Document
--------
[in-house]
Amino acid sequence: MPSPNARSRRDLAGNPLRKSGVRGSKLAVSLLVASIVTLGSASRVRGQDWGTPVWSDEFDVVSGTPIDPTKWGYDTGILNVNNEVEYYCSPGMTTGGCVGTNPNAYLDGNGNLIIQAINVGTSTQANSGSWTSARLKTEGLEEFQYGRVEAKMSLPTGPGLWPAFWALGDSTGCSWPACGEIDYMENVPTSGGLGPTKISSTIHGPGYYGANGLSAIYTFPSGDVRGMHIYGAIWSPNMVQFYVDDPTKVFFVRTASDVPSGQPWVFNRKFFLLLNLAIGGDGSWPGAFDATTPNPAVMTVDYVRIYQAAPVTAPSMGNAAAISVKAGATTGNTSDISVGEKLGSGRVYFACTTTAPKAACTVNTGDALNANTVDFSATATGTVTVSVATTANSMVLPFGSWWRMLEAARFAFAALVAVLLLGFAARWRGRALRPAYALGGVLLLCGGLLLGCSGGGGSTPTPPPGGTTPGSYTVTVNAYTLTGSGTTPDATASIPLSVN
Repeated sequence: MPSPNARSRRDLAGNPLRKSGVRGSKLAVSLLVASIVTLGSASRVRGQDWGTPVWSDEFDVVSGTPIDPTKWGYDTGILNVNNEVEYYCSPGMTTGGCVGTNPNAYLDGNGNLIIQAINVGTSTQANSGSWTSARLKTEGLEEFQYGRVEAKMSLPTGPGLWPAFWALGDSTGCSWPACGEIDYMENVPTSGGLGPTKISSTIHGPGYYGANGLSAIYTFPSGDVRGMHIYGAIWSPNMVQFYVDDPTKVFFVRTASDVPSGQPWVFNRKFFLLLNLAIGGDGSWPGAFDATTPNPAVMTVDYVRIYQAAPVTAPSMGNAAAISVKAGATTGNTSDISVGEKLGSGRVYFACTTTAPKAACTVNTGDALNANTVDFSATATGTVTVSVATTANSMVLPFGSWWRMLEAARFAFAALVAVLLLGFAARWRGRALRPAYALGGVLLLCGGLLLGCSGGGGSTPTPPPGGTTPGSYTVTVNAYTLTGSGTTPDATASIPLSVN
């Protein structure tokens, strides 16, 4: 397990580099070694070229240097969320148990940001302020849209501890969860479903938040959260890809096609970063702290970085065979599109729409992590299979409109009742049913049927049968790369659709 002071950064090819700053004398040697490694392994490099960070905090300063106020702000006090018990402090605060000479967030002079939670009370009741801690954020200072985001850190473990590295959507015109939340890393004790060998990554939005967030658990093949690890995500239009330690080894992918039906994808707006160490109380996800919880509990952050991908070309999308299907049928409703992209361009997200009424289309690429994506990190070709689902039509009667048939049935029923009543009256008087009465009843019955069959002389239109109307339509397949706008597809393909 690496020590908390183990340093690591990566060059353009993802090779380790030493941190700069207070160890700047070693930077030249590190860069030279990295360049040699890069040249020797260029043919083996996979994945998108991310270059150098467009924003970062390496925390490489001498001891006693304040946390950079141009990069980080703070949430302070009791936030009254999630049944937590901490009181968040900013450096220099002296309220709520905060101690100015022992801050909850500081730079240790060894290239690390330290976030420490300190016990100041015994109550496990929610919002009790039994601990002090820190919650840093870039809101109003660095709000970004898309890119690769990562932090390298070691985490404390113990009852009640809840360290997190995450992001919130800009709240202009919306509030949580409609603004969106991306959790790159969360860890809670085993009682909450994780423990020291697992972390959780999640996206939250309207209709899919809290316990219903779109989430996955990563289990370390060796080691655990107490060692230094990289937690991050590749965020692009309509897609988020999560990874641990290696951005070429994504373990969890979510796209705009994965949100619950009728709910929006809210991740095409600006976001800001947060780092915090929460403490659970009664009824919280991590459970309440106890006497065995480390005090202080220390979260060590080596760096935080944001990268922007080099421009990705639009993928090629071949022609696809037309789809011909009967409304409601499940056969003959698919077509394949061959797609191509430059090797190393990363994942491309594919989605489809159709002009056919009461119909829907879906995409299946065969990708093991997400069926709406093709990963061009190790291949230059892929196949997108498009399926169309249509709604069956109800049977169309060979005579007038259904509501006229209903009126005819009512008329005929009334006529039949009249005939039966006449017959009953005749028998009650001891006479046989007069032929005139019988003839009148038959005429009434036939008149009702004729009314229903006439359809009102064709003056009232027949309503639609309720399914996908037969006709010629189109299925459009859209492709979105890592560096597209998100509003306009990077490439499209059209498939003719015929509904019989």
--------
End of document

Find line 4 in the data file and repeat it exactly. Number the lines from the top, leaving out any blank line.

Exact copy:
């Protein structure tokens, strides 16, 4: 397990580099070694070229240097969320148990940001302020849209501890969860479903938040959260890809096609970063702290970085065979599109729409992590299979409109009742049913049927049968790369659709 002071950064090819700053004398040697490694392994490099960070905090300063106020702000006090018990402090605060000479967030002079939670009370009741801690954020200072985001850190473990590295959507015109939340890393004790060998990554939005967030658990093949690890995500239009330690080894992918039906994808707006160490109380996800919880509990952050991908070309999308299907049928409703992209361009997200009424289309690429994506990190070709689902039509009667048939049935029923009543009256008087009465009843019955069959002389239109109307339509397949706008597809393909 690496020590908390183990340093690591990566060059353009993802090779380790030493941190700069207070160890700047070693930077030249590190860069030279990295360049040699890069040249020797260029043919083996996979994945998108991310270059150098467009924003970062390496925390490489001498001891006693304040946390950079141009990069980080703070949430302070009791936030009254999630049944937590901490009181968040900013450096220099002296309220709520905060101690100015022992801050909850500081730079240790060894290239690390330290976030420490300190016990100041015994109550496990929610919002009790039994601990002090820190919650840093870039809101109003660095709000970004898309890119690769990562932090390298070691985490404390113990009852009640809840360290997190995450992001919130800009709240202009919306509030949580409609603004969106991306959790790159969360860890809670085993009682909450994780423990020291697992972390959780999640996206939250309207209709899919809290316990219903779109989430996955990563289990370390060796080691655990107490060692230094990289937690991050590749965020692009309509897609988020999560990874641990290696951005070429994504373990969890979510796209705009994965949100619950009728709910929006809210991740095409600006976001800001947060780092915090929460403490659970009664009824919280991590459970309440106890006497065995480390005090202080220390979260060590080596760096935080944001990268922007080099421009990705639009993928090629071949022609696809037309789809011909009967409304409601499940056969003959698919077509394949061959797609191509430059090797190393990363994942491309594919989605489809159709002009056919009461119909829907879906995409299946065969990708093991997400069926709406093709990963061009190790291949230059892929196949997108498009399926169309249509709604069956109800049977169309060979005579007038259904509501006229209903009126005819009512008329005929009334006529039949009249005939039966006449017959009953005749028998009650001891006479046989007069032929005139019988003839009148038959005429009434036939008149009702004729009314229903006439359809009102064709003056009232027949309503639609309720399914996908037969006709010629189109299925459009859209492709979105890592560096597209998100509003306009990077490439499209059209498939003719015929509904019989």